• Judith Newton
  • She Writes/She Reads: Women and the New World of Publishing
She Writes/She Reads: Women and the New World of Publishing
Written by
Judith Newton
September 2014
Written by
Judith Newton
September 2014

The question of who gets to be a storyteller and of whose stories are read and acknowledged is crucial—not just for women, but for men and for the way civil society as a whole is constructed.

The “She Writes” in my title alludes to two things—my publisher, She Writes Press, and the fact that more women are writing for public consumption than ever before.  One factor in the surge of women’s public writing has been the influence of second and third wave feminisms, with their recovery and celebration of women and women’s voices from the past, their empowerment of women in the “present” of the last forty some years, and their ongoing revelations about how women’s lives and stories are as central to history and culture as those of men.


Another contribution to the boom in women’s public writing has been the development of new technologies. In 2011 there were 81 million blogs worldwide and women were writing 60% of them. As I can testify from personal experience, writing short pieces on line easily leads to writing longer pieces and to fashioning books, and it leads to thoughts of making those books available to a general audience. It leads to thoughts of publishing.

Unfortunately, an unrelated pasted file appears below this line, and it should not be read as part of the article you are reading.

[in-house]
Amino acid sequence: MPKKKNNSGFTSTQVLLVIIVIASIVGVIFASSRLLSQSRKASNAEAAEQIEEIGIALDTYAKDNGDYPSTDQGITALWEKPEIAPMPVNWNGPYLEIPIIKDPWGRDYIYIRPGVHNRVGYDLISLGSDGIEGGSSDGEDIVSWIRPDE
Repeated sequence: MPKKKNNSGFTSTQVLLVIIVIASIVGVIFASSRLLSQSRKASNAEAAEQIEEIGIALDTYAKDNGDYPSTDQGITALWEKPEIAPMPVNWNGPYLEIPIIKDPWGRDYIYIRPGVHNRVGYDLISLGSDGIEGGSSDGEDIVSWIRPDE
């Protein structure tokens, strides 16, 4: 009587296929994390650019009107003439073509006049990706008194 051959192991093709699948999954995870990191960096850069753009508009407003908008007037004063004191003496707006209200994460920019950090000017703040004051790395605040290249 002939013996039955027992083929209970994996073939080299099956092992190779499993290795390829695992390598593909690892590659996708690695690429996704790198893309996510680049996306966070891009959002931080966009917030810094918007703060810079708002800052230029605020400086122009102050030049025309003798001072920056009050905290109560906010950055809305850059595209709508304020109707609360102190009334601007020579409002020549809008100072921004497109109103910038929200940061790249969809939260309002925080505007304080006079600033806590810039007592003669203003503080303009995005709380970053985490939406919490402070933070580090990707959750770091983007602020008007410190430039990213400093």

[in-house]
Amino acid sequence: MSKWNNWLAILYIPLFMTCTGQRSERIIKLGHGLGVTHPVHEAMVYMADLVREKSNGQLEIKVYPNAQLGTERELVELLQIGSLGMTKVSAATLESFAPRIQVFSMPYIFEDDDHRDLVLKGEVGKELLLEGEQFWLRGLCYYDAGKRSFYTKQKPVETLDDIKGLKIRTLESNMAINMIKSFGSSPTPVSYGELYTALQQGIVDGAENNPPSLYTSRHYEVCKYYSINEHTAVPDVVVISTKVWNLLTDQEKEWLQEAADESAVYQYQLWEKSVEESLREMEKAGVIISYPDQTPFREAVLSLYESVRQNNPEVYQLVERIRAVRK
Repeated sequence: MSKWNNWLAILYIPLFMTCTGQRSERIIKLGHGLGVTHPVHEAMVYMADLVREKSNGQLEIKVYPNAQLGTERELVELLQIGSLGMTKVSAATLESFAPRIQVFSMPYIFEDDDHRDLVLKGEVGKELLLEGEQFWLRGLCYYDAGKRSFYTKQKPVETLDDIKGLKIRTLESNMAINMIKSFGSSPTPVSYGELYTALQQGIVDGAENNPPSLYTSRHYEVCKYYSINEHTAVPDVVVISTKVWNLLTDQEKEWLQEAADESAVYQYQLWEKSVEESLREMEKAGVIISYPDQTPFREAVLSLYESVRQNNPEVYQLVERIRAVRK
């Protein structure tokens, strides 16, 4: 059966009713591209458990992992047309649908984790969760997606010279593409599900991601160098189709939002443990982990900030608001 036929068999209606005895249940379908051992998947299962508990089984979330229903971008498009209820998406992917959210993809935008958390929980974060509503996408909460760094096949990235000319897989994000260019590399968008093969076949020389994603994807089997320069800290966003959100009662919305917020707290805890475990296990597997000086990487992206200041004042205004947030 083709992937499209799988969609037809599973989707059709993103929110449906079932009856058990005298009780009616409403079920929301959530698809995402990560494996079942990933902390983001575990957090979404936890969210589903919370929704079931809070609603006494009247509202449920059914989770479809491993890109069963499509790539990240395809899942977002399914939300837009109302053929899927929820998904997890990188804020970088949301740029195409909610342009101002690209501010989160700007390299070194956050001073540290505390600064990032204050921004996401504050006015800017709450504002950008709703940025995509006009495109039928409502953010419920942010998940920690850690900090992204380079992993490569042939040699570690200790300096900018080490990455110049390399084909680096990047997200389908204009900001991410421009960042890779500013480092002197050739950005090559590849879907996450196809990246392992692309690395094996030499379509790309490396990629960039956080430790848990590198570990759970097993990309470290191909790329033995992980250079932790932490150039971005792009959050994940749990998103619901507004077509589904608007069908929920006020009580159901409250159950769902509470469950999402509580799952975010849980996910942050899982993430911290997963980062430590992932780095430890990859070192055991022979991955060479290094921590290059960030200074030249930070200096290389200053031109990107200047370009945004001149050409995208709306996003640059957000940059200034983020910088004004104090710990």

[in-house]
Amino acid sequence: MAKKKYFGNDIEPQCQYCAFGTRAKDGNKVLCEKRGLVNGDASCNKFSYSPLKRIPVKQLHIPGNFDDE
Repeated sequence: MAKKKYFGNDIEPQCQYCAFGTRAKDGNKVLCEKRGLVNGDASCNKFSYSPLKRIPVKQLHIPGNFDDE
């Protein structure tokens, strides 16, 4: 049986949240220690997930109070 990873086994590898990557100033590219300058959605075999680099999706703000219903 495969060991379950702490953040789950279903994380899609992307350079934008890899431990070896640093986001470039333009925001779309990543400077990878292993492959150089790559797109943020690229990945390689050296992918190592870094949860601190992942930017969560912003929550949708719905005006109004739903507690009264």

The “She Reads” part of the title is meant to evoke the fact that women are 57-58 % of the book buying audience. They are in the majority of those who buy fiction in all categories, and they buy 65% of the books sold. Although women are a minority among publishing executives, they do represent 85% of the employees in the publishing industry with less than three years of experience. Sounds like a promising for women writers—until one looks more closely.


In 2013 women authors constituted only 20 to 35% or those published in career-making and platform-building journals such as The New York Review of Books, The New Yorker, The Nation, The New Republic, and The Times Literary Supplement.  Astoundingly, in 2013, The Atlantic and Harpers published women at the same rate they did in 1884. (The Atlantic published 12% more women in 2013 for a total of 35%.  Harpers published 3% less for a total of 23.4 %.)  1884? This is not a long way, baby.


Women authors, moreover, published only 30% of the books that appeared with large traditional houses, and despite the fact that a handful of independent publishers maintained gender parity, many independent houses published only 10-20% female-authored books. It was the same dreary picture when it came to the top reviewing journals.  Reviewers and books reviewed in journals such as the New York Review of Books and the Times Literary Supplement were 84 % male or male-authored. Many other journals fell in the 75% range.